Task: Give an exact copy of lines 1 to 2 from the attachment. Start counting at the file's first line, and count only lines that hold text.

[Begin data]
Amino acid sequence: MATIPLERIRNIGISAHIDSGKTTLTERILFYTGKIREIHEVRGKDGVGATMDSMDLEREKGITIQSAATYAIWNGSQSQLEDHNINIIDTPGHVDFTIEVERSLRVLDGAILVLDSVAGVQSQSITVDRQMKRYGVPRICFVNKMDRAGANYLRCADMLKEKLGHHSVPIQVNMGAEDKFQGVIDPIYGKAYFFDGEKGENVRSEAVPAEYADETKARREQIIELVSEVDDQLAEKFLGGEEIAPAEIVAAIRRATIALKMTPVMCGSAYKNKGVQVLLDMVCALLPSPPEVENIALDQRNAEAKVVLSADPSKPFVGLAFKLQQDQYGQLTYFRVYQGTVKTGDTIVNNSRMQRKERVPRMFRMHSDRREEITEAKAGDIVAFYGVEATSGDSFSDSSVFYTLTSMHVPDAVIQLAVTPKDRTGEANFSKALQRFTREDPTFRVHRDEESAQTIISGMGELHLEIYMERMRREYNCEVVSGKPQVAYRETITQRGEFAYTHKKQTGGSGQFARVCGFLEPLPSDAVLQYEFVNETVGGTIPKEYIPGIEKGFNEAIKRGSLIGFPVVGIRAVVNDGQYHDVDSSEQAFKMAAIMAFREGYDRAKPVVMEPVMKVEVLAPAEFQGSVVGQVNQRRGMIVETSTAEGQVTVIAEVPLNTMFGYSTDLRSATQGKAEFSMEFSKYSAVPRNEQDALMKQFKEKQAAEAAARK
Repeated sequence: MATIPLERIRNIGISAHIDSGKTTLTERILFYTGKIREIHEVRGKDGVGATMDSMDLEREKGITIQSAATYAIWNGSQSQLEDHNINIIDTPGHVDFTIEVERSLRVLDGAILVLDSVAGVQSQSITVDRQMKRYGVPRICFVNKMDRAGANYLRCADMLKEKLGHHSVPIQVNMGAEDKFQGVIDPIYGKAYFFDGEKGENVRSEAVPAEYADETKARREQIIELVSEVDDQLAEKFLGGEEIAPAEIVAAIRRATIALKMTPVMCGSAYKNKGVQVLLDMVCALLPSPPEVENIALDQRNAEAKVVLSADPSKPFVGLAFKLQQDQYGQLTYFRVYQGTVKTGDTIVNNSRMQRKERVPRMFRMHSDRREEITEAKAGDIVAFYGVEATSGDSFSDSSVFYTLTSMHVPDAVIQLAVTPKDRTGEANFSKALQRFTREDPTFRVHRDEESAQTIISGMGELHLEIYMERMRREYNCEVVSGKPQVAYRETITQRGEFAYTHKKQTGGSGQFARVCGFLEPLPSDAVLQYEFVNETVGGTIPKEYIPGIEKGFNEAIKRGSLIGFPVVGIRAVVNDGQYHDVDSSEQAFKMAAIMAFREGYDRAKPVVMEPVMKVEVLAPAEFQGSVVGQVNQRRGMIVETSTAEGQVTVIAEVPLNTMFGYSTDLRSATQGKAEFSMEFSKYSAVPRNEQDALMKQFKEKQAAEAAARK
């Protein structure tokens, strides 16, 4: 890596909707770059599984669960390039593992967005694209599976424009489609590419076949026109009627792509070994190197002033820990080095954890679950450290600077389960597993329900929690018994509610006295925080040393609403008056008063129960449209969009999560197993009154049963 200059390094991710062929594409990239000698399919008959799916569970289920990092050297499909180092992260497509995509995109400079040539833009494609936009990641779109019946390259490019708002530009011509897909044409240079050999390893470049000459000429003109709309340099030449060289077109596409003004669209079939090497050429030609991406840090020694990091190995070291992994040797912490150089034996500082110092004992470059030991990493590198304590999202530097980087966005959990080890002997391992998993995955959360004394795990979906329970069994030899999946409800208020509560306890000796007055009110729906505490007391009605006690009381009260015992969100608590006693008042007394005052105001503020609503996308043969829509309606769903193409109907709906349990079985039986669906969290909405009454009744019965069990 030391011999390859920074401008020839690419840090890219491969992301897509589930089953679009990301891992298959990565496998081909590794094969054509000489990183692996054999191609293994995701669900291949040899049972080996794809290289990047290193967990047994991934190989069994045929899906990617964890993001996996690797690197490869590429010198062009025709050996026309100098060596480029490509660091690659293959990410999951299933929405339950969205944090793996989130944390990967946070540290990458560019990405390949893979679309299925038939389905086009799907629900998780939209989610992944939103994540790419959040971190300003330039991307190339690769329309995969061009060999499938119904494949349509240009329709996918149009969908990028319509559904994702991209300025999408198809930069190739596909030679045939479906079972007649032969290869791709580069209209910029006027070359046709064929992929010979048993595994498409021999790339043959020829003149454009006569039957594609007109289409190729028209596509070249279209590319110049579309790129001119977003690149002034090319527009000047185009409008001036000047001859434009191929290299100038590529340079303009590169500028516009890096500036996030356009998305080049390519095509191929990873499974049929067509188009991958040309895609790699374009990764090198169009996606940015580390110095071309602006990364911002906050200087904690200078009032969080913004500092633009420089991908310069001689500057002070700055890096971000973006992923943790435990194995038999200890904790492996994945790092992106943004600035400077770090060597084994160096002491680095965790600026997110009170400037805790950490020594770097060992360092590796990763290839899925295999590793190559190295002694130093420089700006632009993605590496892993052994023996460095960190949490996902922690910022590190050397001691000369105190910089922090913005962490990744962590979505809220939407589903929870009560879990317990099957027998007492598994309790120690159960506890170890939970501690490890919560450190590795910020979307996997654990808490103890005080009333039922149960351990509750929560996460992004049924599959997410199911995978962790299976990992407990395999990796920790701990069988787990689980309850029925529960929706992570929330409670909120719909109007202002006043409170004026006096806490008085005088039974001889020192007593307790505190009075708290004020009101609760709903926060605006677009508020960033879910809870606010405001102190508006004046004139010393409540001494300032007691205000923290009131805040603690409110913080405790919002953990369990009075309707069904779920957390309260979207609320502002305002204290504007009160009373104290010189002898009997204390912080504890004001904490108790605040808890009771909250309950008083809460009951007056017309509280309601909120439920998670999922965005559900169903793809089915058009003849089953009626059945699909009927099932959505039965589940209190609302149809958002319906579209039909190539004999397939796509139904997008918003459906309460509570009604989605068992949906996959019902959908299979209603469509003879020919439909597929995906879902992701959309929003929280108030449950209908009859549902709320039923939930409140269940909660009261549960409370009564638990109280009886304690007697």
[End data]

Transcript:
Amino acid sequence: MATIPLERIRNIGISAHIDSGKTTLTERILFYTGKIREIHEVRGKDGVGATMDSMDLEREKGITIQSAATYAIWNGSQSQLEDHNINIIDTPGHVDFTIEVERSLRVLDGAILVLDSVAGVQSQSITVDRQMKRYGVPRICFVNKMDRAGANYLRCADMLKEKLGHHSVPIQVNMGAEDKFQGVIDPIYGKAYFFDGEKGENVRSEAVPAEYADETKARREQIIELVSEVDDQLAEKFLGGEEIAPAEIVAAIRRATIALKMTPVMCGSAYKNKGVQVLLDMVCALLPSPPEVENIALDQRNAEAKVVLSADPSKPFVGLAFKLQQDQYGQLTYFRVYQGTVKTGDTIVNNSRMQRKERVPRMFRMHSDRREEITEAKAGDIVAFYGVEATSGDSFSDSSVFYTLTSMHVPDAVIQLAVTPKDRTGEANFSKALQRFTREDPTFRVHRDEESAQTIISGMGELHLEIYMERMRREYNCEVVSGKPQVAYRETITQRGEFAYTHKKQTGGSGQFARVCGFLEPLPSDAVLQYEFVNETVGGTIPKEYIPGIEKGFNEAIKRGSLIGFPVVGIRAVVNDGQYHDVDSSEQAFKMAAIMAFREGYDRAKPVVMEPVMKVEVLAPAEFQGSVVGQVNQRRGMIVETSTAEGQVTVIAEVPLNTMFGYSTDLRSATQGKAEFSMEFSKYSAVPRNEQDALMKQFKEKQAAEAAARK
Repeated sequence: MATIPLERIRNIGISAHIDSGKTTLTERILFYTGKIREIHEVRGKDGVGATMDSMDLEREKGITIQSAATYAIWNGSQSQLEDHNINIIDTPGHVDFTIEVERSLRVLDGAILVLDSVAGVQSQSITVDRQMKRYGVPRICFVNKMDRAGANYLRCADMLKEKLGHHSVPIQVNMGAEDKFQGVIDPIYGKAYFFDGEKGENVRSEAVPAEYADETKARREQIIELVSEVDDQLAEKFLGGEEIAPAEIVAAIRRATIALKMTPVMCGSAYKNKGVQVLLDMVCALLPSPPEVENIALDQRNAEAKVVLSADPSKPFVGLAFKLQQDQYGQLTYFRVYQGTVKTGDTIVNNSRMQRKERVPRMFRMHSDRREEITEAKAGDIVAFYGVEATSGDSFSDSSVFYTLTSMHVPDAVIQLAVTPKDRTGEANFSKALQRFTREDPTFRVHRDEESAQTIISGMGELHLEIYMERMRREYNCEVVSGKPQVAYRETITQRGEFAYTHKKQTGGSGQFARVCGFLEPLPSDAVLQYEFVNETVGGTIPKEYIPGIEKGFNEAIKRGSLIGFPVVGIRAVVNDGQYHDVDSSEQAFKMAAIMAFREGYDRAKPVVMEPVMKVEVLAPAEFQGSVVGQVNQRRGMIVETSTAEGQVTVIAEVPLNTMFGYSTDLRSATQGKAEFSMEFSKYSAVPRNEQDALMKQFKEKQAAEAAARK